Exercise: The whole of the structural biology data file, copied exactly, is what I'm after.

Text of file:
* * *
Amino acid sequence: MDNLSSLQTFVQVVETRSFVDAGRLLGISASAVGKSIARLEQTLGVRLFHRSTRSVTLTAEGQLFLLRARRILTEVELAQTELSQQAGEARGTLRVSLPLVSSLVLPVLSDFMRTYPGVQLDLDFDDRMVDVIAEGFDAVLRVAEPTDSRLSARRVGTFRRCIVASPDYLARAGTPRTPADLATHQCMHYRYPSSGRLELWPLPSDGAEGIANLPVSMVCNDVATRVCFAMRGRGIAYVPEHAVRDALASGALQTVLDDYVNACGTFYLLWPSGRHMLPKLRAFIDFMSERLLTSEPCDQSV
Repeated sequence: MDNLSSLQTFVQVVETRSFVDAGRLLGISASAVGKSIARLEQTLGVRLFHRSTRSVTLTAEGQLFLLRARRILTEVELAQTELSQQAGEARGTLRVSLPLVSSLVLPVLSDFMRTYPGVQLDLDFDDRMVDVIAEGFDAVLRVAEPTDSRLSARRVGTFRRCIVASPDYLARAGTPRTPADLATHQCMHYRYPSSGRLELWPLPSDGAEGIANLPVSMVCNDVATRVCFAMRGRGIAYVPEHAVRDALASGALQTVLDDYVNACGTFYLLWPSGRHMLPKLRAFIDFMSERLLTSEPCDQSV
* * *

Amino acid sequence: MDNLSSLQTFVQVVETRSFVDAGRLLGISASAVGKSIARLEQTLGVRLFHRSTRSVTLTAEGQLFLLRARRILTEVELAQTELSQQAGEARGTLRVSLPLVSSLVLPVLSDFMRTYPGVQLDLDFDDRMVDVIAEGFDAVLRVAEPTDSRLSARRVGTFRRCIVASPDYLARAGTPRTPADLATHQCMHYRYPSSGRLELWPLPSDGAEGIANLPVSMVCNDVATRVCFAMRGRGIAYVPEHAVRDALASGALQTVLDDYVNACGTFYLLWPSGRHMLPKLRAFIDFMSERLLTSEPCDQSV
Repeated sequence: MDNLSSLQTFVQVVETRSFVDAGRLLGISASAVGKSIARLEQTLGVRLFHRSTRSVTLTAEGQLFLLRARRILTEVELAQTELSQQAGEARGTLRVSLPLVSSLVLPVLSDFMRTYPGVQLDLDFDDRMVDVIAEGFDAVLRVAEPTDSRLSARRVGTFRRCIVASPDYLARAGTPRTPADLATHQCMHYRYPSSGRLELWPLPSDGAEGIANLPVSMVCNDVATRVCFAMRGRGIAYVPEHAVRDALASGALQTVLDDYVNACGTFYLLWPSGRHMLPKLRAFIDFMSERLLTSEPCDQSV